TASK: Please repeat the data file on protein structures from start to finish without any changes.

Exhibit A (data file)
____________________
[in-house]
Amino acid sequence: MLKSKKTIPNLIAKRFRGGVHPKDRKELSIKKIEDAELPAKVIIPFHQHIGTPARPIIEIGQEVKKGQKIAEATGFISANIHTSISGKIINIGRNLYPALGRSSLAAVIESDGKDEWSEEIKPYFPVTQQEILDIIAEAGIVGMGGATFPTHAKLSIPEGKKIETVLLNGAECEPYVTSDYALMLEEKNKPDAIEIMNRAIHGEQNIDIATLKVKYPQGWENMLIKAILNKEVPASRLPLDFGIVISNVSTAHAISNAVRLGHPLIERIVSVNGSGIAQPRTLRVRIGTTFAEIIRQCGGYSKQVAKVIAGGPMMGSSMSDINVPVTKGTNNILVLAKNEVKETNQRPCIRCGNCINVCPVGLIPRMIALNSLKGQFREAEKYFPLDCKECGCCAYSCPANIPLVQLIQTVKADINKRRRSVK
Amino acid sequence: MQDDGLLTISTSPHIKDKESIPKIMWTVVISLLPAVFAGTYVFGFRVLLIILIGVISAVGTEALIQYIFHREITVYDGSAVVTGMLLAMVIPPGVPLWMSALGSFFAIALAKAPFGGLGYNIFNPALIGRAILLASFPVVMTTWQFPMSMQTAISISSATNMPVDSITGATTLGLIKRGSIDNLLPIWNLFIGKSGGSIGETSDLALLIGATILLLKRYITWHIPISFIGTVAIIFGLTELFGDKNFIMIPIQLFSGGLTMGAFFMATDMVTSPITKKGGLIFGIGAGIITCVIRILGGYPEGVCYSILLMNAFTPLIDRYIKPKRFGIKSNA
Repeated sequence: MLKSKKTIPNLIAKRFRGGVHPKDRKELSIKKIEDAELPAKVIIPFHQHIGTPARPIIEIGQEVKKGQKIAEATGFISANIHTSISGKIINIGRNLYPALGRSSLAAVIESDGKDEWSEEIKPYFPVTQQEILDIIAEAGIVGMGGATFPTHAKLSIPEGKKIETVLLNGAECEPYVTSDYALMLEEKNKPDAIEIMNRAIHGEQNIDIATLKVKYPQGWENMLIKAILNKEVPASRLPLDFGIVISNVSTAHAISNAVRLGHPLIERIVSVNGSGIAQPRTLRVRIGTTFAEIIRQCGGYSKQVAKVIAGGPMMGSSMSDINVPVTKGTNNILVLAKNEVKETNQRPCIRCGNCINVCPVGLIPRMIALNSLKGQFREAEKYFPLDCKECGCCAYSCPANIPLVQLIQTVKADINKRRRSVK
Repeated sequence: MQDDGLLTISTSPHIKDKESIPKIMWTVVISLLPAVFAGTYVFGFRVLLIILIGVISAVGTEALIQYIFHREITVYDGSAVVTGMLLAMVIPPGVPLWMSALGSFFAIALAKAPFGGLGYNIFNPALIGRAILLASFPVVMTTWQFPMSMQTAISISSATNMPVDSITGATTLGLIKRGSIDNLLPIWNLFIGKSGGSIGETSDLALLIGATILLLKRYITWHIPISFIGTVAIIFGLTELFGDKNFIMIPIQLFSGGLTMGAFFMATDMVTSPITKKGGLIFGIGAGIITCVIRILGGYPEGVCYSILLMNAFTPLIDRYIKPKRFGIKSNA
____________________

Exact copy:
[in-house]
Amino acid sequence: MLKSKKTIPNLIAKRFRGGVHPKDRKELSIKKIEDAELPAKVIIPFHQHIGTPARPIIEIGQEVKKGQKIAEATGFISANIHTSISGKIINIGRNLYPALGRSSLAAVIESDGKDEWSEEIKPYFPVTQQEILDIIAEAGIVGMGGATFPTHAKLSIPEGKKIETVLLNGAECEPYVTSDYALMLEEKNKPDAIEIMNRAIHGEQNIDIATLKVKYPQGWENMLIKAILNKEVPASRLPLDFGIVISNVSTAHAISNAVRLGHPLIERIVSVNGSGIAQPRTLRVRIGTTFAEIIRQCGGYSKQVAKVIAGGPMMGSSMSDINVPVTKGTNNILVLAKNEVKETNQRPCIRCGNCINVCPVGLIPRMIALNSLKGQFREAEKYFPLDCKECGCCAYSCPANIPLVQLIQTVKADINKRRRSVK
Amino acid sequence: MQDDGLLTISTSPHIKDKESIPKIMWTVVISLLPAVFAGTYVFGFRVLLIILIGVISAVGTEALIQYIFHREITVYDGSAVVTGMLLAMVIPPGVPLWMSALGSFFAIALAKAPFGGLGYNIFNPALIGRAILLASFPVVMTTWQFPMSMQTAISISSATNMPVDSITGATTLGLIKRGSIDNLLPIWNLFIGKSGGSIGETSDLALLIGATILLLKRYITWHIPISFIGTVAIIFGLTELFGDKNFIMIPIQLFSGGLTMGAFFMATDMVTSPITKKGGLIFGIGAGIITCVIRILGGYPEGVCYSILLMNAFTPLIDRYIKPKRFGIKSNA
Repeated sequence: MLKSKKTIPNLIAKRFRGGVHPKDRKELSIKKIEDAELPAKVIIPFHQHIGTPARPIIEIGQEVKKGQKIAEATGFISANIHTSISGKIINIGRNLYPALGRSSLAAVIESDGKDEWSEEIKPYFPVTQQEILDIIAEAGIVGMGGATFPTHAKLSIPEGKKIETVLLNGAECEPYVTSDYALMLEEKNKPDAIEIMNRAIHGEQNIDIATLKVKYPQGWENMLIKAILNKEVPASRLPLDFGIVISNVSTAHAISNAVRLGHPLIERIVSVNGSGIAQPRTLRVRIGTTFAEIIRQCGGYSKQVAKVIAGGPMMGSSMSDINVPVTKGTNNILVLAKNEVKETNQRPCIRCGNCINVCPVGLIPRMIALNSLKGQFREAEKYFPLDCKECGCCAYSCPANIPLVQLIQTVKADINKRRRSVK
Repeated sequence: MQDDGLLTISTSPHIKDKESIPKIMWTVVISLLPAVFAGTYVFGFRVLLIILIGVISAVGTEALIQYIFHREITVYDGSAVVTGMLLAMVIPPGVPLWMSALGSFFAIALAKAPFGGLGYNIFNPALIGRAILLASFPVVMTTWQFPMSMQTAISISSATNMPVDSITGATTLGLIKRGSIDNLLPIWNLFIGKSGGSIGETSDLALLIGATILLLKRYITWHIPISFIGTVAIIFGLTELFGDKNFIMIPIQLFSGGLTMGAFFMATDMVTSPITKKGGLIFGIGAGIITCVIRILGGYPEGVCYSILLMNAFTPLIDRYIKPKRFGIKSNA